managers in their work, they found that it is the desire to find the meaning of their life
in their work that motivates them. When their aspirations to attain a certain goal or to
simply get some work accomplished are thwarted due to political, administrative,
economic or any other reasons, and when this happens time and again, frustration
builds up and finally the manager succumbs to burnout. In a supportive environment
with such positive features as adequate resources, autonomy to make decisions and
recognition for accomplished work, the performance of managers peaks which further
fuels their motivation. While some of the studies, that follow, simply explore the
nature of stress experienced by managers, some are comparative studies across
countries, and still others examine the differences in the nature and causes of stress
experienced by managers in different sectors.
International Studies
Cooper and Worall (1995) reported the results of the West Midlands Business Survey
of the views, attitudes, impressions and expectations of 1040 respondents about the
nature and extent of stress of the most senior level of management in the company.
While 46.3 percent of the respondents belonged to the manufacturing sector, less than
10 percent were from the service industry (9.3 percent). The results of this survey
undertaken by Price Waterhouse and the Universities of Wolverhampton and
Warwick revealed that more than one-fourth (29 percent) felt that the work of their
senior managers was extremely stressful and 60 percent thought they were moderately
successful. Furthermore, 17 percent reported stress-related causes as the reason for the
senior executives taking time off from work. Competitive pressures, volume of work
and meeting performance targets together accounted for 81 percent of executive
stress, followed by other sources of stress such as relationships with colleagues,
domestic issues and other reasons for stress. An interesting finding of the survey was
that while in organizations employing between 200 and 999 employees, the problem
and intensity of stress was more severe, this pattern declined in firms employing more
than 1000 employees. Additionally, extreme stress was found to afflict the
proprietors/partners and the directors of an organization, and higher incidence of
extreme stress could be seen in organizations with a significant decline in their
employment.
In an Australian study (Sharpley and Gardner, 2001) exploring stress and its effects
among senior managers from large, successful organizations through semi structured
interviews, the managers unanimously testified to the damaging effects of stress on
employee health (100 percent). They looked at stress in terms of loss of control in
physical, emotional or behavioral domains (94 percent) and felt it led to reduced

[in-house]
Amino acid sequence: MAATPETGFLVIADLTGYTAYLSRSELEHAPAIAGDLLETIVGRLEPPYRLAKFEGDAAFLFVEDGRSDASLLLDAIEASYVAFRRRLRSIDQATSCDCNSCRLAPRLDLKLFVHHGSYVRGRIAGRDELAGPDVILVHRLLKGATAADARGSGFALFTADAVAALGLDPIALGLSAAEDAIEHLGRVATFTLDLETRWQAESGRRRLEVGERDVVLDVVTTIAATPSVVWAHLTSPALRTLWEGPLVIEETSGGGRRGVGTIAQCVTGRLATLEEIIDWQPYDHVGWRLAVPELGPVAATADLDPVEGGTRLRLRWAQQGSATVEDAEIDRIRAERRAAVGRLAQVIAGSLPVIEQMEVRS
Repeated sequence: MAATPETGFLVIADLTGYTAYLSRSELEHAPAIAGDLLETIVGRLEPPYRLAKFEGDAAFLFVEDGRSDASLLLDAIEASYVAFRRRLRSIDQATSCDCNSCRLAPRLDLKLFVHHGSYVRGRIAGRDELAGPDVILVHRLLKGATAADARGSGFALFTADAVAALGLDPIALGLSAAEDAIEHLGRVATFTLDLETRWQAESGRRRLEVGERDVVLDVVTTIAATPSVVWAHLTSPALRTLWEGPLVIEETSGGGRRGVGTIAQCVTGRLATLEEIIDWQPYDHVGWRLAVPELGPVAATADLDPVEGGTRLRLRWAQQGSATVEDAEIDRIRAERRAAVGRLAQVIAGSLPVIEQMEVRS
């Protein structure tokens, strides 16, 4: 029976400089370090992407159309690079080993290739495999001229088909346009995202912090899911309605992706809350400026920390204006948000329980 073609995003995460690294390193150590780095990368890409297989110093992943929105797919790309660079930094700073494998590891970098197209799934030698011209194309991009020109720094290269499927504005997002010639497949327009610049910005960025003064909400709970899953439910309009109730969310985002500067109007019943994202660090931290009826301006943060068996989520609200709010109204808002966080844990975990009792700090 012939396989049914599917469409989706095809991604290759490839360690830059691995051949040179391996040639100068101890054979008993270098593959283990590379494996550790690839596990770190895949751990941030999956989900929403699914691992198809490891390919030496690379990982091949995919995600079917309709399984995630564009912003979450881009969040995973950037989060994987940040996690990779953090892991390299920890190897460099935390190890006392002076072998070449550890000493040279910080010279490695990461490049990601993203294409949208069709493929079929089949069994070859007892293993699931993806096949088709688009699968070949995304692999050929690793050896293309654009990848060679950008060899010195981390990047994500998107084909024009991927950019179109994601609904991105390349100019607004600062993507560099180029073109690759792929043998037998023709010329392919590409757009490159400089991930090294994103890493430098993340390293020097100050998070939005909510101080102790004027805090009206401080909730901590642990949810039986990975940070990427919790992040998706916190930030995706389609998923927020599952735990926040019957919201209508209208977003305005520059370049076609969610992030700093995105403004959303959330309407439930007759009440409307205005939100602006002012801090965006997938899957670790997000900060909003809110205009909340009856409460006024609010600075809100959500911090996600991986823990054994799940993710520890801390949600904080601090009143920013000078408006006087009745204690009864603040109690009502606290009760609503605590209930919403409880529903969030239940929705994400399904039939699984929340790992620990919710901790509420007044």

productivity (89 percent). Stress was seen as a source of great concern to the



Review of Researches                                                                 2.28
organization and it was agreed that work related factors were responsible for half the
stress (80 percent), it being a reaction to events rather than the events themselves (55
percent). Despite this awareness of the detrimental effects of stress, most managers
did not attend stress intervention workshops for the fear of appearing weak or failing
to others within their own organization.
Lu, Tseng and Cooper (1999) investigated the sources of stress, level of job
satisfaction, health and the moderating effects of personality and the coping strategies
that were used in a sample of Taiwanese managers. The results revealed that
managers experienced high amounts of stress which could be a detrimental factor to
their mental and physical health. Additionally, though internal control was linked with
more job satisfaction, it left a negative impact on a person’s psychological well being
when it interacted with job stress. Furthermore, a link was also drawn between poor
physical health and Type A behavior.
Widerszal –Bazyl et al. (2000) conducted a study on stress on 269 managers working
in different organizations from the state, private and intermediate sectors in Poland.
The results yielded better psychological wellbeing in the managers of the private
sector organizations and this was related to their having greater economic
effectiveness. It was also found that economic sector can be used to predict certain
types of stresses since low organizational support and excessive workload along with
job satisfaction are associated with the sector the organization belongs to.
In a comparative study done on managers in the U.K and Taiwan by Lu, Kao, Cooper
and Spector (2000), the relationship between work pressure and strain, and the
moderating effects of coping and locus of control were investigated with the help of
Cooper’s Occupational Stress Indicator-2 (1988) and Spector’s Work Locus of
Control Scale (1988). It was seen that while for the Chinese managers, recognition
and managerial role could be seen as significant predictors of strain, for the U.K.
managers, however, it was relationships, organizational climate and personal
responsibility that were significant. Also, the mediating effects of internal locus of
control could be seen for Taiwanese managers. In another comparative study
(Spector, Cooper and Aguilar-Vafaie, 2002) between 207 Iranian and 120 U.S.
managers, sources of job pressure (constraints, managerial role/tasks, home/work, non
work support) and job strain (job dissatisfaction, mental strain, physical strain,
intention of quitting the job, absences) were assessed using the Occupational Stress
Indicator and the Work Locus of Control Scale. The Iranian managers were found to
have more of an external orientation and scored more on pressure and all the sources